‘The Psychology of Competition: A Social Comparison Perspective’ opens discussing the idea that humans have an innate will to “drive upward”, resulting in social comparison. Before beginning the deep dive into competition we are all participating in, this was my thought process as to what fuelled competition. After reading the papers and texts associated with this course, I have gained many new perspectives on the role competition plays in our lives. Although Psychology calls for a different approach to the study of competition, I find it very interesting how it acts as a backbone to all of the readings we’ve read and for the study of competition as whole. I believe that social comparison is an inherently primal instinct, and no matter the social circle or ideological practice, it will always result in competition or competitiveness.
Lions tend to hunt in prides, and a hierarchical structure determines who will eat first. Within the hierarchy, divides are generally made based on age and gender. These social fault lines create the dynamic in which a pride of Lions would compete for food. A male Cub wouldn’t try to eat before a Lioness, knowing very well she is above him on the hierarchy (https://www.felineworlds.com/lion-social-structure/). The similarity, proximity, and relevance a male cub has with another male cub fuels direct social comparison and therefore, competition. There are both individual, and situational factors at play in this primal example of the ‘social comparison model of competition’.
Estill I. Green said: “Clearly no group can as an entity create ideas. Only individuals can do this. A group of individuals may, however, stimulate one another in the creation of ideas.” Molina describes cooperation and competition coexisting in all known societies. I see an interesting connection between this and the social comparison theory in how we work with others (Cooperation) to maximize our individual situation (Competition). An individual Lion has a very difficult time hunting alone, but when hunting in a group all of the Lions benefit, whilst also being individually satiated.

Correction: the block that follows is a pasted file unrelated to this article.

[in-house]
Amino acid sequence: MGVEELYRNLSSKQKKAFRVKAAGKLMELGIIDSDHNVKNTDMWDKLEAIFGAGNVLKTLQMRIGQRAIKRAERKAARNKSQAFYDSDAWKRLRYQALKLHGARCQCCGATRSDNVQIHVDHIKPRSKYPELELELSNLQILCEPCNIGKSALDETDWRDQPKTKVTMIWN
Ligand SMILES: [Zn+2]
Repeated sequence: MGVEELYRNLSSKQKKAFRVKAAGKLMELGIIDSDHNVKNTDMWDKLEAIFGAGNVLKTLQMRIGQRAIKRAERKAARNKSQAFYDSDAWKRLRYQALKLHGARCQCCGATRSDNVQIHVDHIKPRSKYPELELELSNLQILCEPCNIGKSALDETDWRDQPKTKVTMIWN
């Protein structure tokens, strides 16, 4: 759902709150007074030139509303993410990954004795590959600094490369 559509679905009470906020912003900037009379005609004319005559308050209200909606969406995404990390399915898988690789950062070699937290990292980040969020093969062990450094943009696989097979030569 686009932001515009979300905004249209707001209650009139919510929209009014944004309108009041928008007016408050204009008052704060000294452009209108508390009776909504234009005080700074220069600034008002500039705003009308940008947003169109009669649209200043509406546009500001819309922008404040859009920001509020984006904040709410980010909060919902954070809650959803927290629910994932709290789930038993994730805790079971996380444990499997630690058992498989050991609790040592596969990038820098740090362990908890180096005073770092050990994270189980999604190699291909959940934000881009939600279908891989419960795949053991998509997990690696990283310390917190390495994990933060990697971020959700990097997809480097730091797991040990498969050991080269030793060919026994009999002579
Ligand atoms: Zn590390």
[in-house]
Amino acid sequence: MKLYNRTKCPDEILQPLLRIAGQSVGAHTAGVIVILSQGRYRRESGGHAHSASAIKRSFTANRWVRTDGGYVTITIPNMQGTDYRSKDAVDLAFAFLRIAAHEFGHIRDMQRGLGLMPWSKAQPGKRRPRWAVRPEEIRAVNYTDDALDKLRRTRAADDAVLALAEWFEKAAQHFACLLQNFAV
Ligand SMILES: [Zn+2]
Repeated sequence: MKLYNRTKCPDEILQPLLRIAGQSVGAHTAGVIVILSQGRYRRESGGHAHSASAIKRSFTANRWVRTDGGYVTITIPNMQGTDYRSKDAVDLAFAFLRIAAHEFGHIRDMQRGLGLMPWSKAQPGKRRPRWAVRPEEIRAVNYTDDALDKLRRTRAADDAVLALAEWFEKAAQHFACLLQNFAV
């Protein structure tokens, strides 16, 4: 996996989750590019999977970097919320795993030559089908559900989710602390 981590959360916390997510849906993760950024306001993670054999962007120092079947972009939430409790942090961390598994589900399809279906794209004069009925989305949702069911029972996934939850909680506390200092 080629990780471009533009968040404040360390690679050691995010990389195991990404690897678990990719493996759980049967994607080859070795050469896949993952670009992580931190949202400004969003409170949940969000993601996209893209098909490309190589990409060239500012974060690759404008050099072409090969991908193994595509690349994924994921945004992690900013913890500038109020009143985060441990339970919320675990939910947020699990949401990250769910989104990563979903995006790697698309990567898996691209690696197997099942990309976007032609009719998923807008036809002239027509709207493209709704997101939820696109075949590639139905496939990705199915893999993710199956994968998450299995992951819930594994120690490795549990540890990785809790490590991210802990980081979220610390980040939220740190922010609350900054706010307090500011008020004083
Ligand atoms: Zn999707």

Differing cultural influence plays a role in ones relationship with competitiveness, as Garcia underlined as a limitation to the research, discussing how certain cultural norms address social comparison. Bateson spoke about the switch in Western culture at a young age from being completely interdependent, to the promotion of dependance and individuality. From the field of Psychology, what Bateson discusses could be attributed to social comparison, with culture as a situational factor. To me, this begs the question; How could the situational factors of one’s culture and society outweigh the individual need to ‘drive upward’? My Anthropology professor speaks about the San people in his book, (The Wayfinders: Why Ancient Wisdom Matters In The Modern World, Wade Davis) and how their culture has always revolved around gift giving instead of trade. Being from Canada, I find it difficult to even imagine living in a completely non-competitive society, without social comparison, but based on my understanding the San people have situational factors that are polar opposites to those that I know and experience.
‘alicewang0108‘ posted this in her response: ‘Albert Einstein once said:“Not everything that counts can be counted, and not everything that can be counted counts.” I would like to change it into: “Not everything that counts can be compared, and not everything that can be compared counts.”’(https://mschandorf.ca/2018/09/30/you-are-on-the-right-track-reading-response-for-the-psychology-of-competition/). I find this to be a very interesting way to think about social comparison and it’s relation to competitiveness. This made me ask myself; can we fully acknowledge the factors influencing our social comparison? The primitive drive to enhance our individual lives can be broken down by looking at every situational and individual factor at play, but I don’t think that can encompass certain subconscious feelings surrounding social comparison. The simple life a Lion leads could be broken down into the factors of survival, but if the entire pride will eat anyways, why the need to eat first? I could answer that question, but one could continuously question the response with another ‘why?’. This leads me to feel as though the backbone of our relationship with competition is simply our primal nature.
Social comparison is inherently present in the society we live in. I think it is an extremely interesting vehicle in which to study competition. Competitiveness brings up a plethora of questions and social comparison provides answers to a lot of them, whilst also posing more questions. I look forward to the continued discourse on the subject, and the new perspectives brought up on this forum.